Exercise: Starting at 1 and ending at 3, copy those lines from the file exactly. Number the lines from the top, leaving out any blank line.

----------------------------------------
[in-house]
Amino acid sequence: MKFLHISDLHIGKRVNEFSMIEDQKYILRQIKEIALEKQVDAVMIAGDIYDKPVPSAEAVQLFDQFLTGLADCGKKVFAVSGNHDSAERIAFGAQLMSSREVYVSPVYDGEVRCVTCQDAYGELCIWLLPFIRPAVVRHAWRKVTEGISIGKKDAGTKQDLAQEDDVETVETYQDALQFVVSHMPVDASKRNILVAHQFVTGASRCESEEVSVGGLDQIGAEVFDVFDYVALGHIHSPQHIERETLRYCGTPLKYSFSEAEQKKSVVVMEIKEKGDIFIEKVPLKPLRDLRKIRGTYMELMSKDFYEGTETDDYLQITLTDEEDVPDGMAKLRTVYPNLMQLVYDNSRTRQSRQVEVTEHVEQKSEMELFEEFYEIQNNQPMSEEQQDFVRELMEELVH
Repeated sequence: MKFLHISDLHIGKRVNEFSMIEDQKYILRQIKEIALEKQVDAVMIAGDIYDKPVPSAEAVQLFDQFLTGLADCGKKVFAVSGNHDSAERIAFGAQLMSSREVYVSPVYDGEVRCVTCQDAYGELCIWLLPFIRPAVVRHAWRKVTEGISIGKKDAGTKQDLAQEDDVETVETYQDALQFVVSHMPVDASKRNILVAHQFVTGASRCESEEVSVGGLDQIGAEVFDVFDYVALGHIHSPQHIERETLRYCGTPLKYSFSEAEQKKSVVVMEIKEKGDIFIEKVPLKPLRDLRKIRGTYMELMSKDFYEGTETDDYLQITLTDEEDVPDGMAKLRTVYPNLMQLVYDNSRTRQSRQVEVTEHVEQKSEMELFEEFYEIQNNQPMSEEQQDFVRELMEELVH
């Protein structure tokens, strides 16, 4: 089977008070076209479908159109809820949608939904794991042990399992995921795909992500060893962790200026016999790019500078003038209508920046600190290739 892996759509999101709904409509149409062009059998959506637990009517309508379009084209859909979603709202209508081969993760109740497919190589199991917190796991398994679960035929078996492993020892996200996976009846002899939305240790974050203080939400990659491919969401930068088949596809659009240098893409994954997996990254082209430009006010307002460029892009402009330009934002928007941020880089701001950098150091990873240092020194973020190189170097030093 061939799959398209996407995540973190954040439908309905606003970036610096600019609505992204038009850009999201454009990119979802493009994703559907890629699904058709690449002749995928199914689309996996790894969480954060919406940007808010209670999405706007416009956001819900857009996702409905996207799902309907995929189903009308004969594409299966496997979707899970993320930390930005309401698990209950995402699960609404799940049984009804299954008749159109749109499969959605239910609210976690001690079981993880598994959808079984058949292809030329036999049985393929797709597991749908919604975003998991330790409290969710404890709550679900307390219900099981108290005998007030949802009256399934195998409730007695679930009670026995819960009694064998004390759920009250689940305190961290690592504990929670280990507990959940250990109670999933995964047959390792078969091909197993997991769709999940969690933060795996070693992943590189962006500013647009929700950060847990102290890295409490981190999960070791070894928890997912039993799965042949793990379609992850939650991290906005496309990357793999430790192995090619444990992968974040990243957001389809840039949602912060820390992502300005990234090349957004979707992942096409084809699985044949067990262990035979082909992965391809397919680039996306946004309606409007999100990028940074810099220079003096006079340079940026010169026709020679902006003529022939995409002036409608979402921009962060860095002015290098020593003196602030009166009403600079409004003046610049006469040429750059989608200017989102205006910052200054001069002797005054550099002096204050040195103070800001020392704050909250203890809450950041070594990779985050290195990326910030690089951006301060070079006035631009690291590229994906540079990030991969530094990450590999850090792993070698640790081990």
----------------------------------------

[in-house]
Amino acid sequence: MKFLHISDLHIGKRVNEFSMIEDQKYILRQIKEIALEKQVDAVMIAGDIYDKPVPSAEAVQLFDQFLTGLADCGKKVFAVSGNHDSAERIAFGAQLMSSREVYVSPVYDGEVRCVTCQDAYGELCIWLLPFIRPAVVRHAWRKVTEGISIGKKDAGTKQDLAQEDDVETVETYQDALQFVVSHMPVDASKRNILVAHQFVTGASRCESEEVSVGGLDQIGAEVFDVFDYVALGHIHSPQHIERETLRYCGTPLKYSFSEAEQKKSVVVMEIKEKGDIFIEKVPLKPLRDLRKIRGTYMELMSKDFYEGTETDDYLQITLTDEEDVPDGMAKLRTVYPNLMQLVYDNSRTRQSRQVEVTEHVEQKSEMELFEEFYEIQNNQPMSEEQQDFVRELMEELVH
Repeated sequence: MKFLHISDLHIGKRVNEFSMIEDQKYILRQIKEIALEKQVDAVMIAGDIYDKPVPSAEAVQLFDQFLTGLADCGKKVFAVSGNHDSAERIAFGAQLMSSREVYVSPVYDGEVRCVTCQDAYGELCIWLLPFIRPAVVRHAWRKVTEGISIGKKDAGTKQDLAQEDDVETVETYQDALQFVVSHMPVDASKRNILVAHQFVTGASRCESEEVSVGGLDQIGAEVFDVFDYVALGHIHSPQHIERETLRYCGTPLKYSFSEAEQKKSVVVMEIKEKGDIFIEKVPLKPLRDLRKIRGTYMELMSKDFYEGTETDDYLQITLTDEEDVPDGMAKLRTVYPNLMQLVYDNSRTRQSRQVEVTEHVEQKSEMELFEEFYEIQNNQPMSEEQQDFVRELMEELVH